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Thursday, March 5, 2015

Sir Alfred J. Munnings

The Red Prince Mare, 1921, Alfred Munnings
Sir Alfred J. Munnings Self-portrait,
ca. 1926. I love the paint splattered
smock and the remnants of an
enlarging grid; but would an artist,
even then, wear a bowtie to paint?
Very often in perusing the lives and works of great artists I find one content area for which they are most famous. In looking at such content it quickly becomes quite obvious why they were so well known in their particular forte--they were extremely good at what they did. However, having picked out one or two of their most successful endeavors in this regard, all the others begin to take on a sameness, which not only makes selecting additional works quite difficult, it also gets to be quite boring. And if I get bored, it's highly likely those reading about the artist will too. That's when I begin to search out works by that artist which fall outside their usual content area. For example, when I mention Sir Alfred J. Munnings, if you you're an anglophile, or an equestrian enthusiast, you immediately think of the huge number of horses he painted over a period of some sixty years during the first half of the 20th-century. That's fine. He was a great equestrian artist, perhaps the best England ever produced. But if you never get past his Red Prince Mare (above) from 1921, which sold in 2007 for $7.8-million, you will have missed many of his best works.

Path to the Orchard, 1908, Alfred Munnings.
Going to the Meet, 1913, Alfred Munnings
Although Munnings painted horses in almost every conceivable circumstance and season, my favorite is his Path to the Orchard (above) from 1908. Though few have classed Munnings as an impressionist, he certainly understood their principals both in terms of color and technique. It may be the most beautiful equestrian paintings I've ever seen. It is, however, not typical of his usual work. Going to the Meet (right) from 1913 is more the type of painting for which Munnings became famous. The contrast between the two is striking, almost to the point of suggesting two different artists.

Daniel Tomkins and his Dog, 1898, Alfred Munnings
First Study in Oils from
Life at Julien's Atelier,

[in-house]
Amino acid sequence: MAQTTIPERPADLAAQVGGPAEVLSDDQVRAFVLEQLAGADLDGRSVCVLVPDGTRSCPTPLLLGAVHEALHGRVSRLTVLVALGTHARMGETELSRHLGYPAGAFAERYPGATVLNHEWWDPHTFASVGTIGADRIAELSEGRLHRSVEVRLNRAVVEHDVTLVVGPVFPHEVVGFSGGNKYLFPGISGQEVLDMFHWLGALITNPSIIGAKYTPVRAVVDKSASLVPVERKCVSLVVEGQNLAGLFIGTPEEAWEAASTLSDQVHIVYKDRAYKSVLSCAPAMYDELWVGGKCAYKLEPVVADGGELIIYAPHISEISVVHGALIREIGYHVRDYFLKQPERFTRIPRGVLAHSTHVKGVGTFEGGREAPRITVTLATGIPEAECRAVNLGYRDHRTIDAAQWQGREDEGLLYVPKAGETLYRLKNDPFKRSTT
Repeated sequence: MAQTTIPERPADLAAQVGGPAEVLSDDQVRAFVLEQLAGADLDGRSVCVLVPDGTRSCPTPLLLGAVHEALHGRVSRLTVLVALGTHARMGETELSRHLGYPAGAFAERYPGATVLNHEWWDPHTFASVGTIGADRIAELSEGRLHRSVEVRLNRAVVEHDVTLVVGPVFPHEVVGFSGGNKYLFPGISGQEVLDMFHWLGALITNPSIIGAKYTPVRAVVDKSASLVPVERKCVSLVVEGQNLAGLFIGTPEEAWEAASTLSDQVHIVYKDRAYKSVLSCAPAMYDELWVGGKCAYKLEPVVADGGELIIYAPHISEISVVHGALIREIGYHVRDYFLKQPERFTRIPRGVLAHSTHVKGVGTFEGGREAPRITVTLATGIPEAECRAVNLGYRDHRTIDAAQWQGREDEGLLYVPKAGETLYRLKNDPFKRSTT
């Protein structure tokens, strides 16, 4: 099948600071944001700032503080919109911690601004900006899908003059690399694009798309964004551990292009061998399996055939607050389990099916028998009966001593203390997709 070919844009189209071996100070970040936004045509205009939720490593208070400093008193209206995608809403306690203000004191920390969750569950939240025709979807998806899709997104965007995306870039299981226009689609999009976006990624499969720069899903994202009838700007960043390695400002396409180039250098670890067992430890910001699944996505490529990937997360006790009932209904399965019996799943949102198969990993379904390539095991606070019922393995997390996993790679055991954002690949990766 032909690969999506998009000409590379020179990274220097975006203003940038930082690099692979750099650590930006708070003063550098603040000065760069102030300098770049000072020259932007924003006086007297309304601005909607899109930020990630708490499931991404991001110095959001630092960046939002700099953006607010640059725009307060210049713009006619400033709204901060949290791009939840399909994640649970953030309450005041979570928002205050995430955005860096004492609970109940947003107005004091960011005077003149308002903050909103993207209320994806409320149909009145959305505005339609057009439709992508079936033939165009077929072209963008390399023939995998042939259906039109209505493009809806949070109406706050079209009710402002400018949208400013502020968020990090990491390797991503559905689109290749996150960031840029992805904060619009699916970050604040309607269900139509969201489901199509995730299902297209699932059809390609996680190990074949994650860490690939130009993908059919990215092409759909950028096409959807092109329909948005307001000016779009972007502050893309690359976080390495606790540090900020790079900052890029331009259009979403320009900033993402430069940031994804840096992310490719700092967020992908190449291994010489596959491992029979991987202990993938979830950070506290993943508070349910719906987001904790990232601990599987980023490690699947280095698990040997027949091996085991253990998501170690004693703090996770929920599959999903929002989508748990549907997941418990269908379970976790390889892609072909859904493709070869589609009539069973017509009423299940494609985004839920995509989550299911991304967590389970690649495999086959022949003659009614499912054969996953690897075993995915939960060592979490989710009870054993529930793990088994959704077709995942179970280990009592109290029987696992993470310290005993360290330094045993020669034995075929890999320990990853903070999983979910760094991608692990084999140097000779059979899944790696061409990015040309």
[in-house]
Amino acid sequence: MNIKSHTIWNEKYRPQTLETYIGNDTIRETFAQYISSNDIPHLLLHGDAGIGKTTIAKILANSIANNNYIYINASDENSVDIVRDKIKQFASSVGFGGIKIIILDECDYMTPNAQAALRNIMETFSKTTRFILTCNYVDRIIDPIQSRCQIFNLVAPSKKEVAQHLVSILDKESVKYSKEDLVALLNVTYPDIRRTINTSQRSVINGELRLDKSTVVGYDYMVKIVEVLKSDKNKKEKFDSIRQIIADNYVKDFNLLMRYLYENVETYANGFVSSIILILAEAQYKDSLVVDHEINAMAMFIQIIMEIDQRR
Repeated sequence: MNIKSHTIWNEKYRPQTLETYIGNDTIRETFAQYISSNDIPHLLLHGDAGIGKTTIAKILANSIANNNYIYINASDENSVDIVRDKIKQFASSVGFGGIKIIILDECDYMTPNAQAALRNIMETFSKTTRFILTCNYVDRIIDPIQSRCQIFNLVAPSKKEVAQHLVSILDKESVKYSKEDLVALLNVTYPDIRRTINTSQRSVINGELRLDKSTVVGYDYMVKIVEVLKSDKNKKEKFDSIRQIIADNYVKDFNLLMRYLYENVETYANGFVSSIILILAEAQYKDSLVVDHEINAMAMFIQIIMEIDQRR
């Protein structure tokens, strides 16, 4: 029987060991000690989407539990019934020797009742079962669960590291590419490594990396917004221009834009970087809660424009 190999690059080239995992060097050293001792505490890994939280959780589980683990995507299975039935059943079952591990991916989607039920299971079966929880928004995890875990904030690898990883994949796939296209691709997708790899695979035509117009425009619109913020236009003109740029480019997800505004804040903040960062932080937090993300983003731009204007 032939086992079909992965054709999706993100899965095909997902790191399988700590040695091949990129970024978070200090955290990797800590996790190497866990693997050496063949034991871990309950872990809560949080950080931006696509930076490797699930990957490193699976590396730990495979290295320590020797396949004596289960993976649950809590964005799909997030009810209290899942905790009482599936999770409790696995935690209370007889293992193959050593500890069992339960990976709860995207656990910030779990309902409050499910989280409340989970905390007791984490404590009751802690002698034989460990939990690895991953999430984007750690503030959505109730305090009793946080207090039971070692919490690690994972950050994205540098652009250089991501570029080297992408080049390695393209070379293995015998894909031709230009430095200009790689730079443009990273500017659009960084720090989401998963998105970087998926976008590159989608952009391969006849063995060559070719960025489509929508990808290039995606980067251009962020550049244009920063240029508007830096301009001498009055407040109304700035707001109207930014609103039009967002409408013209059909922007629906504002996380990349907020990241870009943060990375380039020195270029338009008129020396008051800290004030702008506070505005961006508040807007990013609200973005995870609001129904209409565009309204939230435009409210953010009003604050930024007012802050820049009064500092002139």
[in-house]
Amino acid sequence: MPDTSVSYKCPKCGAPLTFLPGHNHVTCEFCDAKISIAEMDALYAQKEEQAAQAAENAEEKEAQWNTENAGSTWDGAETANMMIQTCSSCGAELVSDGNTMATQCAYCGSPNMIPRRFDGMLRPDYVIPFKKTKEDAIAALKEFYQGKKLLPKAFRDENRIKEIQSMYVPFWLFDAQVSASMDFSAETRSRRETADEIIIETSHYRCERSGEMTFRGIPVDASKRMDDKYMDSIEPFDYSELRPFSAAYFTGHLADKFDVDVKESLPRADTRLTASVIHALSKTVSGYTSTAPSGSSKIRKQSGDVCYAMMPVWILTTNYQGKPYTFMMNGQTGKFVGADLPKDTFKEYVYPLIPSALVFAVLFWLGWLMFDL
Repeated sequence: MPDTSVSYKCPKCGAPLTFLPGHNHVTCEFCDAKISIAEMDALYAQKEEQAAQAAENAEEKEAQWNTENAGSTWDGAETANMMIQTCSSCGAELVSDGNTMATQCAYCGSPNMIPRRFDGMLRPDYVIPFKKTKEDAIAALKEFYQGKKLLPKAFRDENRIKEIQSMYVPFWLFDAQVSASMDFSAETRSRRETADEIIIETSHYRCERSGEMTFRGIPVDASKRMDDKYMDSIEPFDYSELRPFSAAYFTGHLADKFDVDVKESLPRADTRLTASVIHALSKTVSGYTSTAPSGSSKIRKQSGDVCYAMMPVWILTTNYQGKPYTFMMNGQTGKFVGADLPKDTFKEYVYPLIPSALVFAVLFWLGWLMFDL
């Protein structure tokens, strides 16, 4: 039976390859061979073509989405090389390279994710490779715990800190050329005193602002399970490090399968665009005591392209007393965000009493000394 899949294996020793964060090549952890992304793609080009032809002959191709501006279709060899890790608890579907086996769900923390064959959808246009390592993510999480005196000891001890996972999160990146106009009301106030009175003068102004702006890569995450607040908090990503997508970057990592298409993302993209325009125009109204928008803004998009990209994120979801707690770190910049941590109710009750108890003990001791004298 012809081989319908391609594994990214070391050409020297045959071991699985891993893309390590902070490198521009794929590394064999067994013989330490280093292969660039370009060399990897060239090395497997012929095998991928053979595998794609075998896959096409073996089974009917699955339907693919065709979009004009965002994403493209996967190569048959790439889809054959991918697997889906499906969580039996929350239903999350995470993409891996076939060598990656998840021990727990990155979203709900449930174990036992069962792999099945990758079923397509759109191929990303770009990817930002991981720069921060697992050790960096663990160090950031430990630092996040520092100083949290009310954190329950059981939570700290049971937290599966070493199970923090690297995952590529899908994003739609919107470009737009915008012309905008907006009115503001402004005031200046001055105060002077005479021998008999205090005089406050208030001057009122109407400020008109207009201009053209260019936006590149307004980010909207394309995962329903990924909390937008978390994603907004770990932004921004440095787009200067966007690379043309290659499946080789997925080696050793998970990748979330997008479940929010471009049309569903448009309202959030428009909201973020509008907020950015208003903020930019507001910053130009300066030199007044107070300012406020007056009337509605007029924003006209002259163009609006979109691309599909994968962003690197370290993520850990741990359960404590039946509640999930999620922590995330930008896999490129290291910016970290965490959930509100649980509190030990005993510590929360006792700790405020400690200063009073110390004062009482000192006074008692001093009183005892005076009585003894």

1902, Alfred Munnings
Alfred James Munnings was born in 1878 near Mendham in Suffolk (the eastern-most area of England). His father ran a grain mill there. He began his training in art at fourteen, apprenticed to an artist in nearby Norwich with an emphasis on design, drawing, and advertising. About the age of twenty Munnings enrolled in the Norwich School of Art. In 1898, about the time Munnings painted Daniel Tomkins and his Dog (above), he lost the sight in his right eye as the result of an accident, though it seems not to have in had any effect upon his work or his determination to become a painter. As a young artist, he gravitated to the southwestern Cornwall area of England and the so-called Newlyn School where he met a young horsewoman named Florence Carter Wood. They were married in 1912. The young lady must have immediately had misgivings, however. She attempted suicide on their honeymoon. Two years later, she was successful. Munnings remarried in 1920, his second wife encouraging him to accept lucrative society commissions, though the bulk of his portraits continued to have four-legs.

Cattle Watering by a Stream, 1912, Alfred Munnings
Study of a Hound (detail), Alfred Munnings
That's not to say all his hoofed portrait subjects were horses. His Cattle Watering by a Stream (above) from 1912 shows him to be equally adept at painting beef on the hoof or, pork, as seen in his Pigs at Great Thurlow, Suffolk (below). I like an artist that doesn't discriminate. Inasmuch as dogs and horses tend to abide together, Munnings' Study of a Hound (left) appears to have been done from life, both drawn and painted in oils. Notice that the dog's right front leg seems not to have suited him, so Munnings simply painted a better one just above.

Pigs at Great Thurlow, Suffolk, Alfred Munnings
Self-portrait caricature of the artist at work.
This sketch recently sold at auction for over
With the coming of WW I, Munnings volunteered, but was found to be physically unfit. Instead he found himself in a civilian job processing tens of thousands of Canadian horses for use on the Western Front. Later, his talents as an artist were utilized in painting portraits of British and Canadian Cavalry officers and numerous battle scenes involving cavalry units. Shortly before the war ended, Munnings was knighted and elected president of the Royal Academy. He served until 1949, a staunch enemy of the new trends in Modern Art. He claimed that the work of Cézanne, Matisse, and Picasso had corrupted art. After the war, Munnings went into a semi-retirement. His two Old Men in Period Costume (bottom) are from this period. In a similar humorous vein, Munnings pokes fun at Modern art with his painting, Does the Subject Matter (below), from 1956, which pretty well sums his feelings on the subject. Munnings continued to paint up until his death in 1959 at the age of eighty-one.

Does the Subject Matter?, 1956, Alfred Munnings.
I can't imagine any art museum, even back in the 1950s, allowing a dog inside.
Old Man in Period Costume Holding a Bottle and Glass,
(left) and Old Gentleman in Period Costume
with Walking Stick (right),  Alfred Munnings.